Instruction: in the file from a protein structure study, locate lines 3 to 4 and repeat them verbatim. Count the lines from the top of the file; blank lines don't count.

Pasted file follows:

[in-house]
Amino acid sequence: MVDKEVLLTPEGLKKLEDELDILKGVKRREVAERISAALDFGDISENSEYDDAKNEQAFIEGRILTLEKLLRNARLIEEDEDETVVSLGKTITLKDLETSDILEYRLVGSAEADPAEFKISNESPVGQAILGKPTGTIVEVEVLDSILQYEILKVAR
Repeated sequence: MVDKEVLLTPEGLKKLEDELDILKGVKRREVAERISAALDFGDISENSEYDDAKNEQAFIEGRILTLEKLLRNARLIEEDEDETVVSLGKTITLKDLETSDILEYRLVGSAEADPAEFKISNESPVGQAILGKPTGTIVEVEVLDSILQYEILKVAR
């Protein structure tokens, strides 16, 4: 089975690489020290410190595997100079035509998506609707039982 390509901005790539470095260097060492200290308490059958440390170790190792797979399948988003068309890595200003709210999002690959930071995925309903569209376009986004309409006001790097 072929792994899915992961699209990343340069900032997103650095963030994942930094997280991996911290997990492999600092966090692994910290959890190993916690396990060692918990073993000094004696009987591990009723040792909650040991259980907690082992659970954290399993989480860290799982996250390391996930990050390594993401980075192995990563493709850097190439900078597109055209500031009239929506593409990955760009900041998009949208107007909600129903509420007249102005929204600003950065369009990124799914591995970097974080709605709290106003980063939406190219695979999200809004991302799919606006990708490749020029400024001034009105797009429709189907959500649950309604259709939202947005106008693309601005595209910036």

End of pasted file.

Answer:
Repeated sequence: MVDKEVLLTPEGLKKLEDELDILKGVKRREVAERISAALDFGDISENSEYDDAKNEQAFIEGRILTLEKLLRNARLIEEDEDETVVSLGKTITLKDLETSDILEYRLVGSAEADPAEFKISNESPVGQAILGKPTGTIVEVEVLDSILQYEILKVAR
């Protein structure tokens, strides 16, 4: 089975690489020290410190595997100079035509998506609707039982 390509901005790539470095260097060492200290308490059958440390170790190792797979399948988003068309890595200003709210999002690959930071995925309903569209376009986004309409006001790097 072929792994899915992961699209990343340069900032997103650095963030994942930094997280991996911290997990492999600092966090692994910290959890190993916690396990060692918990073993000094004696009987591990009723040792909650040991259980907690082992659970954290399993989480860290799982996250390391996930990050390594993401980075192995990563493709850097190439900078597109055209500031009239929506593409990955760009900041998009949208107007909600129903509420007249102005929204600003950065369009990124799914591995970097974080709605709290106003980063939406190219695979999200809004991302799919606006990708490749020029400024001034009105797009429709189907959500649950309604259709939202947005106008693309601005595209910036």